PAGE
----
Local punk quartet White Lung is living the dream—if it involves travelling for weeks in a smelly van, subsisting on a Kraft Dinner budget, and sleeping on pool tables in squalid houses while on the road. And who’s to say it doesn’t? After all, while most of us schmucks are wasting our youth away in dead-end day jobs, vocalist Mish Way, guitarist Kenny William, bassist Grady Mackintosh, and drummer Anne-Marie Vassiliou are ripping up Vancouver’s underground with an admirably vicious punk energy. And with Sorry, the follow-up to its acclaimed debut album, It’s the Evil, set for release on May 29, White Lung is far from putting on the brakes.
“We made a blood pact,” William deadpans, while the band jokes about playing together until the day they die. With her blond, pink, and fairy-purple hair lending her a certain otherworldliness, Way adds in a sagelike tone, “You can’t predict the future.”
But in spite of the lighthearted cynicism, you get the feeling that this gang of four is right where it wants to be at the moment. In a conversation with the band in Way’s living room about Sorry, the chemistry between the down-to-earth friends is obviously easy and genuine.
“A band is a family,” says Way. But being quick to dispel any semblance of after-school-special niceness, she adds, “Imagine there was this guy and two girls and someone said, ‘You’re going to be in a relationship with them for six years’, and you’re not sure if you really want to date these people—but now you’re in a serious, long-term relationship. And that’s what it’s like.”
“You talk like you’re shackled to us!” says Vassiliou.
“I am,” Way replies. But she’s laughing at the same time.
Whether or not White Lung is a family, it is certainly a cohesive unit, making a point of writing all of its songs together. “Everyone’s standards are super high, so it can be stressful,” says William. “The standards for this record were even higher, so it was more horrible, but more rewarding.”
In order to rein in the band’s nitpicking, Sorry was recorded in three sessions, with four songs at a time. “We’re the kind of band that needs a deadline,” Way explains. “Or else we just keep throwing songs away and saying they weren’t good enough. I feel like all the songs on the record, if we didn’t have a deadline, we would’ve just chucked them, which is stupid ’cause they’re great songs.”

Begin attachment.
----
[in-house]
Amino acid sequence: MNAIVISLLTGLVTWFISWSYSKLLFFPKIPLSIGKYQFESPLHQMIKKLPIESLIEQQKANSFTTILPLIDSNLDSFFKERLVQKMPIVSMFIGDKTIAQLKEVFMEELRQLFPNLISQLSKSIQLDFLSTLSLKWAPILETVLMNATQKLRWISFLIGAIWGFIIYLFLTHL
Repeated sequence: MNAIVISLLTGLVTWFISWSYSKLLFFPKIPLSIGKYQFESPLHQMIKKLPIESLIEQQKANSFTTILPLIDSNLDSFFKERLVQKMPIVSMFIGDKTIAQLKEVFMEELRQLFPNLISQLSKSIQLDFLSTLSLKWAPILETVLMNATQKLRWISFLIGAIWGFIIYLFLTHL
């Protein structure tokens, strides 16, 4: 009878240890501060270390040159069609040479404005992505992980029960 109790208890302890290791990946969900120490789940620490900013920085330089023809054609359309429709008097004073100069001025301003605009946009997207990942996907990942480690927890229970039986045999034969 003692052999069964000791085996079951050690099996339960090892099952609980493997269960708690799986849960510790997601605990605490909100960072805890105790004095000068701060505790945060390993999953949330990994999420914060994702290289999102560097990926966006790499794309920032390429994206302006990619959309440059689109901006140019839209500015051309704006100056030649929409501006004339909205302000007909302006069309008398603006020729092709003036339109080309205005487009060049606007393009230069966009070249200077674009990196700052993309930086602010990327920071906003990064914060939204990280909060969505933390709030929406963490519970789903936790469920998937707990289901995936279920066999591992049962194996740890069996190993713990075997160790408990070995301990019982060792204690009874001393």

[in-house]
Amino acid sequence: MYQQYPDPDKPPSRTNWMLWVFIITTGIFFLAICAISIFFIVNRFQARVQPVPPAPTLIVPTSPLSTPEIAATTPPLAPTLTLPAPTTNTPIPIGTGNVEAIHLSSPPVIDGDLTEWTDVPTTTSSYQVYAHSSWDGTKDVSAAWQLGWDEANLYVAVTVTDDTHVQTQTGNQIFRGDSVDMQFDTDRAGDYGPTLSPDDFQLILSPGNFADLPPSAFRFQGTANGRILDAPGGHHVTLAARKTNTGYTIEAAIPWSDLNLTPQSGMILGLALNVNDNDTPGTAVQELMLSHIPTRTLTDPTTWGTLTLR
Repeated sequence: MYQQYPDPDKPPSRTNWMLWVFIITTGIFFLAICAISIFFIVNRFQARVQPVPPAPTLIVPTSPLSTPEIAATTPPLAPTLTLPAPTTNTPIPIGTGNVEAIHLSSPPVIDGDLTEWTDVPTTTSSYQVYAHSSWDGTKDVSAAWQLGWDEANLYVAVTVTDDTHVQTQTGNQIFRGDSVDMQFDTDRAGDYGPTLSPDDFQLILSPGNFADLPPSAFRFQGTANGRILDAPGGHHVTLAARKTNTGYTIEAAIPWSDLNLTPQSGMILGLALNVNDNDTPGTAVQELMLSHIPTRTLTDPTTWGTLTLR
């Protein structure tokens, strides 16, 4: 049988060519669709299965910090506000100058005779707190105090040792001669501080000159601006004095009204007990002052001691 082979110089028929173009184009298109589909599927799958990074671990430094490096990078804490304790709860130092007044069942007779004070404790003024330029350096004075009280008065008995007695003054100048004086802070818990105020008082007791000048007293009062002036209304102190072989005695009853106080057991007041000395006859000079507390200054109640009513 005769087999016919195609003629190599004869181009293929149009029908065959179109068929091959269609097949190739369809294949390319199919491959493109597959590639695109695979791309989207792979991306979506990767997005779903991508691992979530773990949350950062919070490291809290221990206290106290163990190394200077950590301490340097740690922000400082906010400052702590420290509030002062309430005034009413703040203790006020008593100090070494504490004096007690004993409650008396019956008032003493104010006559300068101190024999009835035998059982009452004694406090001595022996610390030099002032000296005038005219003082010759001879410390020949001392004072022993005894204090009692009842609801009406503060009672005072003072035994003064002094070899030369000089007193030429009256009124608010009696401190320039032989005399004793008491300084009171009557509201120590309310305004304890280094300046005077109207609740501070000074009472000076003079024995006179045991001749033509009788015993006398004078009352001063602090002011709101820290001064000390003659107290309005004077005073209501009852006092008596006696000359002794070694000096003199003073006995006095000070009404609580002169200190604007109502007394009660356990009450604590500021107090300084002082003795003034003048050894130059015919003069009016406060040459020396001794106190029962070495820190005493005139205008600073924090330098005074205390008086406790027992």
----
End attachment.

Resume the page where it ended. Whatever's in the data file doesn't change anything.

White Lung’s sound has always combined the ferocious chaos of throwback artcore with postpunk gloom and precision. On Sorry, while drums and bass pound like an adrenaline-fuelled heartbeat, Way sneers and caterwauls with confidence and fury about personal angst and pop culture, the singer preferring to keep her lyrics relatively cryptic so that people can “hear what they want to hear and have it become special to them”. Throughout it all, William is brilliantly crazy on his guitar, ricocheting from one note or chord to the next with a frantic, always-inventive genius.
During its three years together, the band has mastered the art of crafting intricate sonic freakouts that do exactly what they should: instill, in every leather-jacketed kid who hears them, a desire to tear shit up and do the death disco. Sorry stays true to White Lung’s distinctively manic tempo, the longest track clocking in at only two minutes and 14 seconds, and the shortest being just under a full minute.
“We all like the urgency of playing in this band,” Way explains. “There’s more room for error when it’s fast. You can just go wild, and it’s more about this reaction that’s happening rather than doing this perfectly beautiful thing.”
Even the album title addresses the band’s self-deprecating nature, apparently being a kind of half-sincere apology for coming up with only 10 songs. Says Vassiliou, “It was like, ‘This is all we got. Sorry. We have no time to write any more.’ ”
Still, White Lung has no need to apologize for Sorry. As Mackintosh points out, songs like the first single, “Take the Mirror”, a catchy blood-pumper with speed-metal-esque fretwork, and the unexpectedly melodic “Those Girls” and “Bad Way” are noticeably more complex and versatile than much of the debut album. This is due to both a conscious decision to write better melodies and the band’s natural growth since It’s the Evil.
Nevertheless, the group is expecting a lot of the usual “violence and screaming” in the audience on its upcoming summer tour, which kicks off on June 8, and no matter how uncomfortable and demanding it might get, White Lung is prepared for anything.
“When we were in Texas, we had to drive to play this show for, like, five kids,” Way recalls of a 2011 tour with fellow Vancouverites Nü Sensae. “It was so hot, we had tinfoil on the windows and they were flapping because all the windows were open and there was no A/C. And I look at Anne-Marie and she’s got a baseball hat on, she’s sweating profusely, and the window things are flapping in her face, and I’m like, ‘This is what we’re doing? This is where my life is at?’ ”
Hey, at least they’re not flipping burgers for a living. And if White Lung’s supposed blood pact holds true, fans can rejoice that they’re stuck with each other for at least another six years and a couple more albums.
White Lung plays a release party for Sorry at the Biltmore Cabaret next Thursday (May 24).